2 Byte escapes Name \x7F 8-bit character code (exactly 2 digits) \n Newline \r Carriage return \t Tab \\ Backslash 3..1.1 Examples 3.1.5.5..4 Numbers Number literals * Example Exponentiation Suffixes Decimal integer 98_222 N/A Integer suffixes Hex integer 0xff N/A Integer suffixes .1.. All ASCII N/A 3.1.1.5.5. All Unicode N/A Byte b'H' N/A All ASCII \'& Byte Byte string b"hello" N/A All ASCII \"& Byte Raw byte string br#"hello"# 0.1.1.1 Characters and strings Example #sets Characters Escapes Character 'H' N/A All Unicode \'& Byte & Unicode String "hello" N/A All Unicode \"& Byte & Unicode Raw r#"hello"# 0.5.1.3.1..3 Unicode escapes Name \u{7FFF} 24-bit Unicode character code (up to 6 digits) 3.

1.1. the U+005Ccharacter. with the exception of U+0022itself. no translation). Thus aand bare equal: let a = "foobar". the newline.2 Character and string literals 3. i16. isize.0E+18f64 3.5.0E+77 Floating-point suffixes Optional *All number literals allow _as a visual separator: 1_234. usize f32.5 Suf xes Integer Floating-point u8. f64 3.b).e.2. 3. u16. which must be escaped by a preceding U+005Ccharacter ( \). which must be escaped by a preceding U+005Ccharacter ( \). but as a special exception.5. u32. . i32.1. i8. u64. Line-break characters are allowed in string literals.5. assert_eq!(a.2 String literals A string literal is a sequence of any Unicode characters enclosed within two U+0022 (double-quote) characters. with the exception of U+0027itself.Hex integer 0xff N/A Integer suffixes Octal integer 0o77 N/A Integer suffixes Binary integer 0b1111_0000 N/A Integer suffixes Floating-point 123. and all whitespace at the beginning of the next line are ignored.5. Normally they represent themselves (i.1.2. when a U+005Ccharacter ( \) occurs immediately before the newline.1 Character literals A character literal is a single Unicode character enclosed within two U+0027(singlequote) characters. i64. let b = "foo\ bar".1.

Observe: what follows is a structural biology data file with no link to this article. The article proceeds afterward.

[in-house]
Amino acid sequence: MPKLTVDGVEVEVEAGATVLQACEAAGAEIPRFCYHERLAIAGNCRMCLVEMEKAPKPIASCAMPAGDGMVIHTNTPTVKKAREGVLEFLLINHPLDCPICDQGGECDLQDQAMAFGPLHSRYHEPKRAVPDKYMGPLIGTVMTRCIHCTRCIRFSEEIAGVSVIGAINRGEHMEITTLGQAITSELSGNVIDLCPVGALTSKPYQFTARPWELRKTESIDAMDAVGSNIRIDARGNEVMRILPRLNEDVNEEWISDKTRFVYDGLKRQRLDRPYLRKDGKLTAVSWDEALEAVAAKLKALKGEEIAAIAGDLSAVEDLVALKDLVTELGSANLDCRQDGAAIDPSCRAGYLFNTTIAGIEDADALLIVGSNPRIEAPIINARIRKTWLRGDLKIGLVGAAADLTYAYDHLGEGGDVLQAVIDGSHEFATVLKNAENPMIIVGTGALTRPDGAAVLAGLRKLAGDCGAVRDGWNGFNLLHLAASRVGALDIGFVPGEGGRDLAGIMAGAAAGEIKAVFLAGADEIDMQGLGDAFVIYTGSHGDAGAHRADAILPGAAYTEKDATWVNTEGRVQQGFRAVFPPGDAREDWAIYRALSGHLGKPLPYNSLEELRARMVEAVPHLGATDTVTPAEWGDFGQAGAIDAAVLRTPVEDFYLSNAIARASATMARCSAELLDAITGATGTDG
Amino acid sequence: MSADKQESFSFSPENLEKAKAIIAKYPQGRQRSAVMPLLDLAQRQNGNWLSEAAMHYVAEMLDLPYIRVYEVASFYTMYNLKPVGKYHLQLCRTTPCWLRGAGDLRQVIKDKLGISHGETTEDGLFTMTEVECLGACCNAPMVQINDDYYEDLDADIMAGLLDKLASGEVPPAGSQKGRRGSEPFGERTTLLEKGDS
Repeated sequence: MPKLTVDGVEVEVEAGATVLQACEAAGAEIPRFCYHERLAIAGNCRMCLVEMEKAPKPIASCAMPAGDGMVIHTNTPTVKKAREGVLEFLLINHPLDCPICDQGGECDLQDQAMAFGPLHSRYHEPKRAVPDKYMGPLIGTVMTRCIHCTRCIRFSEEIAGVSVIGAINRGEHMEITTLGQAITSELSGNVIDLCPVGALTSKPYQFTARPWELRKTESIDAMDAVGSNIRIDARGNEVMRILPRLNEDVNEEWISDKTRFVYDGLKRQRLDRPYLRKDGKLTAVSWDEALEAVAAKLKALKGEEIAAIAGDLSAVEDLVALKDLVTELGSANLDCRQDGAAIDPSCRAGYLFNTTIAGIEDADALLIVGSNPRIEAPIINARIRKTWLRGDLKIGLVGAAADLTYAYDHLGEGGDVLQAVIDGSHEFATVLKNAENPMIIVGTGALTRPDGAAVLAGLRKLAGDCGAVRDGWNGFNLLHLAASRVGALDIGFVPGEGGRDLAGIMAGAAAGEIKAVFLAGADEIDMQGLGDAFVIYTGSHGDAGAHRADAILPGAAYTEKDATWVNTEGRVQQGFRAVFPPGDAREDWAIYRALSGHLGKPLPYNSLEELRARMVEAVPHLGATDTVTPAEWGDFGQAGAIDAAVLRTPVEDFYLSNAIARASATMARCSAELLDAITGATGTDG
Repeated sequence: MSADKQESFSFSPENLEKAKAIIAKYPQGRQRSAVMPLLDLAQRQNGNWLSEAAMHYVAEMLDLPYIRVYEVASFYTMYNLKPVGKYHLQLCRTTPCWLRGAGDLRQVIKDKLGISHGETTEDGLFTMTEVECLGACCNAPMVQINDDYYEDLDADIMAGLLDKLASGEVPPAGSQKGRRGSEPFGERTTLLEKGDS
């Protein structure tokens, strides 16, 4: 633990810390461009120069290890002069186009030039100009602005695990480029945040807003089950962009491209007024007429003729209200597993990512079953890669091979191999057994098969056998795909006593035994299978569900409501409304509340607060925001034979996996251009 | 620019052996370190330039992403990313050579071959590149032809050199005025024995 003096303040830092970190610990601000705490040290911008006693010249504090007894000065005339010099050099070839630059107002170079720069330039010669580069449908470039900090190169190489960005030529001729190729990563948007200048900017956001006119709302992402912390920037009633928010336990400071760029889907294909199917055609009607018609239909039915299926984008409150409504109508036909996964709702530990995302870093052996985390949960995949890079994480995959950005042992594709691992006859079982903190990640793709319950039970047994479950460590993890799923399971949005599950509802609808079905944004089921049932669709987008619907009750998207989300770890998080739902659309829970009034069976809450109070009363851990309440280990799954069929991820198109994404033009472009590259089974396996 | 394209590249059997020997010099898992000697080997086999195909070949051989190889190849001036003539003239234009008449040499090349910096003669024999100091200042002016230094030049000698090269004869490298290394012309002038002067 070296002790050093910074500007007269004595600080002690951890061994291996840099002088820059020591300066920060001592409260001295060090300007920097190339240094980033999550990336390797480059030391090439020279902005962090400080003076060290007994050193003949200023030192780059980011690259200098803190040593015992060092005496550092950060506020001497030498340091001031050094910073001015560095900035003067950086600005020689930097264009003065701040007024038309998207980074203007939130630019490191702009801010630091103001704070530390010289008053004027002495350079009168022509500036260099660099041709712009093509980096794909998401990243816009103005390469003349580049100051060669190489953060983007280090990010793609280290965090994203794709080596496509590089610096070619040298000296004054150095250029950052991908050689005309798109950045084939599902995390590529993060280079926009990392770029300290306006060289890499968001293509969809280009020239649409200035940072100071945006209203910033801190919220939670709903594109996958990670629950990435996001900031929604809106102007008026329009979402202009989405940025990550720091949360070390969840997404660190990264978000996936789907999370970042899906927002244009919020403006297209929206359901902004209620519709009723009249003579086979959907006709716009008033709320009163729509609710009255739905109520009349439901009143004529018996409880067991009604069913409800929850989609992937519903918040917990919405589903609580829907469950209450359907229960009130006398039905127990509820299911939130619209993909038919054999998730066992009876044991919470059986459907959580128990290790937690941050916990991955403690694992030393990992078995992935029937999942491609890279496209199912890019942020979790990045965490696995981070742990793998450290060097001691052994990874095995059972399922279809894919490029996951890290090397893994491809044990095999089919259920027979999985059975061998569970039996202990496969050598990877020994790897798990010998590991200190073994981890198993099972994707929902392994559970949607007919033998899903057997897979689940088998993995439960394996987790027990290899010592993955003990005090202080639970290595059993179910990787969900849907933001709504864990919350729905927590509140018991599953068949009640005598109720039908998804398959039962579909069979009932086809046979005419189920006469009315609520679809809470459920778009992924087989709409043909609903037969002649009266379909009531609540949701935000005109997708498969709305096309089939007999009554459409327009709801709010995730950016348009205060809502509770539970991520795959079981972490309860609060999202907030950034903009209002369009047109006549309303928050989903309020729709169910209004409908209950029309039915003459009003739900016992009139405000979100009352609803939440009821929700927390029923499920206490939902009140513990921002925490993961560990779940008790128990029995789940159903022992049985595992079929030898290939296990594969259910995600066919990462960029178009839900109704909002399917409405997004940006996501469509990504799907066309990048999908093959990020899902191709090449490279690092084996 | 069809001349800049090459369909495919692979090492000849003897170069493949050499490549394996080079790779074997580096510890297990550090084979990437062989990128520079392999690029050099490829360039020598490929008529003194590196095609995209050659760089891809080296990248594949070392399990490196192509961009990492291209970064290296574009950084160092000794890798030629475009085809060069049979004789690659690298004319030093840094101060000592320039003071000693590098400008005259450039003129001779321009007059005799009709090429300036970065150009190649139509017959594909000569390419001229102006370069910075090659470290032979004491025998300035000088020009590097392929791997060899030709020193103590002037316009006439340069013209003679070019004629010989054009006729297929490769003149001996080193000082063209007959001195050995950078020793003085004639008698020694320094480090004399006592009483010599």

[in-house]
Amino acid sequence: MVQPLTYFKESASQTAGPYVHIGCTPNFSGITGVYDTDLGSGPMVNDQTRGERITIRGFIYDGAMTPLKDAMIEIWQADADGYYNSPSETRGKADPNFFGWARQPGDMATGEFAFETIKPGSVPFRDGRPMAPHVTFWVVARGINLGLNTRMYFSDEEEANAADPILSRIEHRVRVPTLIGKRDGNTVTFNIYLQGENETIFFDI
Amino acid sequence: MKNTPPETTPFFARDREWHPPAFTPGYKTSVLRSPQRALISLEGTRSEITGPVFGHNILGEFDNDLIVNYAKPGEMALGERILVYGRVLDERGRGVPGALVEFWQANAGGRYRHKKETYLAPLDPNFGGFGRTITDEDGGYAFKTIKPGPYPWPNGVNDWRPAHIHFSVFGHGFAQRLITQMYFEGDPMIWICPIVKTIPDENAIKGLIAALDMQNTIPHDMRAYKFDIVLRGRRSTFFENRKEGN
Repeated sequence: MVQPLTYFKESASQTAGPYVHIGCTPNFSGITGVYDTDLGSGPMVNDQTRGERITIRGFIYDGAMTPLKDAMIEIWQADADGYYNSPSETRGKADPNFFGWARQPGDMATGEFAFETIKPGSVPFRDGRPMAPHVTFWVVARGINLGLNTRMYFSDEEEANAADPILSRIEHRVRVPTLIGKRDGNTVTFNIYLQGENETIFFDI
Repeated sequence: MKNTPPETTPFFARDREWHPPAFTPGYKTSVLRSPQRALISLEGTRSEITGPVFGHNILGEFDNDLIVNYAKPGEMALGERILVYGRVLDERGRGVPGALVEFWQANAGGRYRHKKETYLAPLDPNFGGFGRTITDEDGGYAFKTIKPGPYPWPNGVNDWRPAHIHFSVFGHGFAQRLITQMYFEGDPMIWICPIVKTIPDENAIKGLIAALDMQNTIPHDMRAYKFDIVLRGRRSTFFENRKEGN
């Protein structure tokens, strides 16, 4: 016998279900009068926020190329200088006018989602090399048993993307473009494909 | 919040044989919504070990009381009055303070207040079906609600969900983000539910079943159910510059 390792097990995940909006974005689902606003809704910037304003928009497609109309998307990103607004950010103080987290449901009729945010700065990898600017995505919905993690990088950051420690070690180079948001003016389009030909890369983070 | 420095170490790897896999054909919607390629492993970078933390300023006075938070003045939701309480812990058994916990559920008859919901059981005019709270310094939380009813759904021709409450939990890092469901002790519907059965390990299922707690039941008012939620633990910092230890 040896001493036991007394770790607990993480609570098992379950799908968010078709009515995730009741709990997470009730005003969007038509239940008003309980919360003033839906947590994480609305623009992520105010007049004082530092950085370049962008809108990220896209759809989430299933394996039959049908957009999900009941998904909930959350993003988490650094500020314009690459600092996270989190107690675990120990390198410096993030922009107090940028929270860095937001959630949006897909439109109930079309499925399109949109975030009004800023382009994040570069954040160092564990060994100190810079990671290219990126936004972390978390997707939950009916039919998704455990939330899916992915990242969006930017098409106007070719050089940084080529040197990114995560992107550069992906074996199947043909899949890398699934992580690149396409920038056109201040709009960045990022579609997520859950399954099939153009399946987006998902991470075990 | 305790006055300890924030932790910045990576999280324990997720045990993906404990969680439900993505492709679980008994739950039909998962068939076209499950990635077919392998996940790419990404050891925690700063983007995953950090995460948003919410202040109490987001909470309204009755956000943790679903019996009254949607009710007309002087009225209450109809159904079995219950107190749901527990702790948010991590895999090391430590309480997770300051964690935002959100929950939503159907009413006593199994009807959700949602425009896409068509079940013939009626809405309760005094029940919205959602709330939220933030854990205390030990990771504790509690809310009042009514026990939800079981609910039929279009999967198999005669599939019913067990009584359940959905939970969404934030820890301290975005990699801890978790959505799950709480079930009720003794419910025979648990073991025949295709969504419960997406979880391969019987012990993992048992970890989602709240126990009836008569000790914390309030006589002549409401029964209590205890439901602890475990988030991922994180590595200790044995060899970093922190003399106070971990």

3.2. It denotes the Unicode code point equal to the provided hex value.3. The raw string body can contain any sequence of Unicode characters and is terminated only by another U+0022(double-quote) character. They start with the character U+0072 ( r). U+000D(CR) or U+0009(HT) respectively. An escape starts with a U+005C( \) and continues with one of the following forms: An 8-bit code point escape starts with U+0078( x) and is followed by exactly two hex digits. A 24-bit code point escape starts with U+0075( u) and is followed by up to six hex digits surrounded by braces U+007B( {) and U+007D( }).5.1.2. The backslash escape is the character U+005C( \) which must be escaped in order to denote itself. or U+0074( t). All Unicode characters contained in the raw string body represent themselves.5. followed by zero or more of the character U+0023( #) and a U+0022(doublequote) character. denoting the Unicode values U+000A(LF).1. Examples for string literals: . U+0072( r). followed by the same number of U+0023( #) characters that preceded the opening U+0022(double-quote) character.3 Character escapes Some additional escapes are available in either character or non-raw string literals. A whitespace escape is one of the characters U+006E( n). the characters U+0022(double-quote) (except when followed by at least as many U+0023( #) characters as were used to start the raw string literal) or U+005C( \) do not have any special meaning.4 Raw string literals Raw string literals do not process any escapes. It denotes the Unicode code point equal to the provided hex value.